your document</li>
<li>it is also possible to associate a <code>PUBLIC</code> identifier (a
magic string) so that the DTd is looked up in catalogs on the client side
without having to locate it on the web </li>
<li>a dtd contains a set of elements and attributes declarations, but they
don't define what the root of the document should be. This is explicitely
told to the parser/validator as the first element of the
<code>DOCTYPE</code> declaration.</li>
</ul>
<h3><a name="Declaring">Declaring elements</a>:</h3>
<p>The following declares an element <code>spec</code>:</p>
<p><code>&lt;!ELEMENT spec (front, body, back?)&gt;</code></p>
<p>it also expresses that the spec element contains one front, one body and
one optionnal back in this order. The declaration of one element of the
structure and its content are done in a single declaration. Similary the
following declares <code>div1</code> elements:</p>
<p><code>&lt;!ELEMENT div1 (head, (p | list | note)*, div2*)&gt;</code></p>
<p>means div1 contains one head then a series of optional p, lists and notes
and then an optional div2. And last but not least an element can contain
text:</p>
<p><code>&lt;!ELEMENT b (#PCDATA)&gt;</code></p>
<p><code>b</code> contains text or being of mixed content (text and elements
in no particular order):</p>
<p><code>&lt;!ELEMENT p (#PCDATA|a|ul|b|i|em)*&gt;</code></p>
<p> <code>p </code>can contain text or <code>a</code>, <code>ul</code>,
<code>b</code>, <code>i </code>or <code>em</code> elements in no particular
order.</p>
<h3><a name="Declaring1">Declaring attributes</a>:</h3>
<p>again the attributes declaration includes their content definition:</p>
<p><code>&lt;!ATTLIST termdef name CDATA #IMPLIED&gt;</code></p>
<p>means that the element <code>termdef</code> can have a <code>name</code>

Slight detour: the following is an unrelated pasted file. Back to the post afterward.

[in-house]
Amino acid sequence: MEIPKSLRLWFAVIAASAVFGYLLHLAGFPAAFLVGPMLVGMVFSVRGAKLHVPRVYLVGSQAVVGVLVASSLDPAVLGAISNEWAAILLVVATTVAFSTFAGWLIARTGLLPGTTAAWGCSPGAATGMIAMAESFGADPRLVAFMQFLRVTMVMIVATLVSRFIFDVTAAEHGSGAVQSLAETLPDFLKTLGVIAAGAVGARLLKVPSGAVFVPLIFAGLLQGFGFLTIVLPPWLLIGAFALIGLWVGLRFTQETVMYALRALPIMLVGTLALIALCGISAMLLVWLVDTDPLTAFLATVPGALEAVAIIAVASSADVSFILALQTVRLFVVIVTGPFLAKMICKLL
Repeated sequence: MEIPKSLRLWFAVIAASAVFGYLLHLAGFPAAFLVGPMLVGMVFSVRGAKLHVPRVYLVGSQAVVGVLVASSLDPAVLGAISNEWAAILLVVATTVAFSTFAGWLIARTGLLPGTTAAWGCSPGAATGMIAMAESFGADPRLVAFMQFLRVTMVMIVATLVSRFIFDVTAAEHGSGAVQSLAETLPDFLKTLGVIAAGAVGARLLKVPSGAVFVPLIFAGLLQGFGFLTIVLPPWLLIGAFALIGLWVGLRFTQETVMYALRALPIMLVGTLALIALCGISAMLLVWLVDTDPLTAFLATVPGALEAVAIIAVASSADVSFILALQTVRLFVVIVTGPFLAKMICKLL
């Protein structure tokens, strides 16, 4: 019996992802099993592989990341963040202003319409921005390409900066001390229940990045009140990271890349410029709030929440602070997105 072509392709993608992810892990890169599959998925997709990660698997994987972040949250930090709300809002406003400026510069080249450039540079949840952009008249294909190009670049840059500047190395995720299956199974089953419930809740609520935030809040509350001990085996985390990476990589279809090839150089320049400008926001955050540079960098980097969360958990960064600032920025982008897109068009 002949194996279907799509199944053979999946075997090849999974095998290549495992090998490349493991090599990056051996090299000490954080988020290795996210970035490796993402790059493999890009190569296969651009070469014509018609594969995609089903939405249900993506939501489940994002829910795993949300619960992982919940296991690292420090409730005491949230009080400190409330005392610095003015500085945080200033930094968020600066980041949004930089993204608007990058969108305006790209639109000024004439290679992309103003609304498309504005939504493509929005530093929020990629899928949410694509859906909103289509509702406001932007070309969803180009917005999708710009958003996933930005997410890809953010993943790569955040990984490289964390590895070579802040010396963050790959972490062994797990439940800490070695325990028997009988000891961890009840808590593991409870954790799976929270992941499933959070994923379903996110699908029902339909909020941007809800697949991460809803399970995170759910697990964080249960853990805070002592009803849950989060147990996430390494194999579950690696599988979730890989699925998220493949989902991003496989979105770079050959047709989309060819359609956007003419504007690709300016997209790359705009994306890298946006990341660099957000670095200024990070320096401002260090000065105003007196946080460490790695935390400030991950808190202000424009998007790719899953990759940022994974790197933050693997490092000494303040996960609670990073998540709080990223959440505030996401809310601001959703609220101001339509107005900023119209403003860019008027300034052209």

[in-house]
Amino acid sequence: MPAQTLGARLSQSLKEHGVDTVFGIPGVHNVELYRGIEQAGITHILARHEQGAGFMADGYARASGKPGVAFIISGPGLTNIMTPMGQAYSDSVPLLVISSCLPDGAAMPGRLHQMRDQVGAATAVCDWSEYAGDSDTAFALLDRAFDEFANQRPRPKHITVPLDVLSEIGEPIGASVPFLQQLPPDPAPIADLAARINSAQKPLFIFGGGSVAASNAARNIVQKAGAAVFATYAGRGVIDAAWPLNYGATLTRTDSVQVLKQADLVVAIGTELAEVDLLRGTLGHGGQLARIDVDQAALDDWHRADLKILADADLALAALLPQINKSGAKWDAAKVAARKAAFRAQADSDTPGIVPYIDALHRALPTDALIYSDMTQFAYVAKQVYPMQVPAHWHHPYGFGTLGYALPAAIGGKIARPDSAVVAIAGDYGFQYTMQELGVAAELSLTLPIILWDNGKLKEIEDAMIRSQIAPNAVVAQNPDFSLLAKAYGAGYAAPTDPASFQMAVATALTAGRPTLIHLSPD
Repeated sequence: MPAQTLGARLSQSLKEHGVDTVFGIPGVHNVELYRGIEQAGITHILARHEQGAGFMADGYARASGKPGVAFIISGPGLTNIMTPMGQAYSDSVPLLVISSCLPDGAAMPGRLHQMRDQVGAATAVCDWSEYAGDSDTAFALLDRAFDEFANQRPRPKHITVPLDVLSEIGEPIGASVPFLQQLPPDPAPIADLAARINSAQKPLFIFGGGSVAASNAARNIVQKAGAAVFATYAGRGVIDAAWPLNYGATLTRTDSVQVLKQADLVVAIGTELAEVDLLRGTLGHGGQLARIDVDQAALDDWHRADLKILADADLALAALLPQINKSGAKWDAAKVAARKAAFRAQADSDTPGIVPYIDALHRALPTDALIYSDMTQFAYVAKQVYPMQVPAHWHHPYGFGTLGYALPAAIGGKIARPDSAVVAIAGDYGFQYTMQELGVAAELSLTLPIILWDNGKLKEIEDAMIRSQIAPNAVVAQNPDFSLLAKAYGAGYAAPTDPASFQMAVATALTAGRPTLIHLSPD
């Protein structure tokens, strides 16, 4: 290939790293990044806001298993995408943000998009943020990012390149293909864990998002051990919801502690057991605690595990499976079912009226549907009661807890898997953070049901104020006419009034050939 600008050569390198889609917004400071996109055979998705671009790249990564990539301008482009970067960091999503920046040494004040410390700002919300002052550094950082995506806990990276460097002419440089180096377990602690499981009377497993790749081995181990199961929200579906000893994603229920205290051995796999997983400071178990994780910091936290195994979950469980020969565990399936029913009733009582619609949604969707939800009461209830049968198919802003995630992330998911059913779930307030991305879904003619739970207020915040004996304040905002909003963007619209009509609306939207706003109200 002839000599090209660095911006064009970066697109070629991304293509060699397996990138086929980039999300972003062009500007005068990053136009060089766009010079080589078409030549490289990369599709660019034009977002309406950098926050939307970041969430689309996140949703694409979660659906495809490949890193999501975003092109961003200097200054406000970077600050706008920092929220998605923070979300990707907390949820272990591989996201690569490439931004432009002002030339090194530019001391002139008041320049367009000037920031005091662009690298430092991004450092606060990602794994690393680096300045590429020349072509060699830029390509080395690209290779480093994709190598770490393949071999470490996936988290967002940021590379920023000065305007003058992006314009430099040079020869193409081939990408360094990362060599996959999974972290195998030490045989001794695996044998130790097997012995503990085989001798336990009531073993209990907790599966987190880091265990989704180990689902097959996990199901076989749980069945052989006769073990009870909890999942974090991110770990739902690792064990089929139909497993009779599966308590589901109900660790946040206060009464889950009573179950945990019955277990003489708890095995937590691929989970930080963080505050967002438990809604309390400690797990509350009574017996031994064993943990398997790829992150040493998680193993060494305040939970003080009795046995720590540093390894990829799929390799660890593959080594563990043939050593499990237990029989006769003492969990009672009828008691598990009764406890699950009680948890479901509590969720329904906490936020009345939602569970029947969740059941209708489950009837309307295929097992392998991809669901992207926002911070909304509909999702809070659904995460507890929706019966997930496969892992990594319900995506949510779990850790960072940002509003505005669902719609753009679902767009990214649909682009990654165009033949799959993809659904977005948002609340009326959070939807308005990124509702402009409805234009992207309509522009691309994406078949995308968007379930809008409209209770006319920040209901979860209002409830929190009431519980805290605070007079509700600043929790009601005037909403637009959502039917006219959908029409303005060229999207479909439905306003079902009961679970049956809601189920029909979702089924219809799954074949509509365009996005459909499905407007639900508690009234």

attribute containing text (<code>CDATA</code>) and which is optionnal
(<code>#IMPLIED</code>). The attribute value can also be defined within a
set:</p>
<p><code>&lt;!ATTLIST list type (bullets|ordered|glossary)
"ordered"&gt;</code></p>
<p>means <code>list</code> element have a <code>type</code> attribute with 3
allowed values "bullets", "ordered" or "glossary" and which default to
"ordered" if the attribute is not explicitely specified. </p>
<p>The content type of an attribute can be text (<code>CDATA</code>),
anchor/reference/references
(<code>ID</code>/<code>IDREF</code>/<code>IDREFS</code>), entity(ies)
(<code>ENTITY</code>/<code>ENTITIES</code>) or name(s)
(<code>NMTOKEN</code>/<code>NMTOKENS</code>). The following defines that a
<code>chapter</code> element can have an optional <code>id</code> attribute of
type <code>ID</code>, usable for reference from attribute of type IDREF:</p>
<p><code>&lt;!ATTLIST chapter id ID #IMPLIED&gt;</code></p>
<p>The last value of an attribute definition can be <code>#REQUIRED
</code>meaning that the attribute has to be given, <code>#IMPLIED</code>
meaning that it is optional, or the default value (possibly prefixed by
<code>#FIXED</code> if it is the only allowed).</p>
<h2><a name="Some">Some examples</a></h2>
<p>The directory <code>test/valid/dtds/</code> in the libxml distribution
contains some complex DTD examples. The <code>test/valid/dia.xml</code>
example shows an XML file where the simple DTD is directly included within the
document.</p>
<h2><a name="validate">How to validate</a></h2>
<p>The simplest is to use the xmllint program comming with libxml. The
<code>--valid</code> option turn on validation of the files given as input,
for example the following validates a copy of the first revision of the XML
1.0 specification:</p>
<p><code>xmllint --valid --noout test/valid/REC-xml-19980210.xml</code></p>
<p>the -- noout is used to not output the resulting tree.</p>
<p>The <code>--dtdvalid dtd</code> allows to validate the document(s) against
a given DTD.</p>
<p>Libxml exports an API to handle DTDs and validation, check the <a
href="http://xmlsoft.org/html/gnome-xml-valid.html">associated
description</a>.</p>
<h2><a name="Other">Other resources</a></h2>
<p>DTDs are as old as SGML. So there may be a number of examples on-line, I
will just list one for now, others pointers welcome:</p>
<ul>
<li><a href="http://www.xml101.com:8081/dtd/">XML-101 DTD</a></li>
</ul>
<p></p>
<p><a href="mailto:Daniel.Veillard@w3.org">Daniel Veillard</a></p>
<p>$Id$</p>
</body>
</html>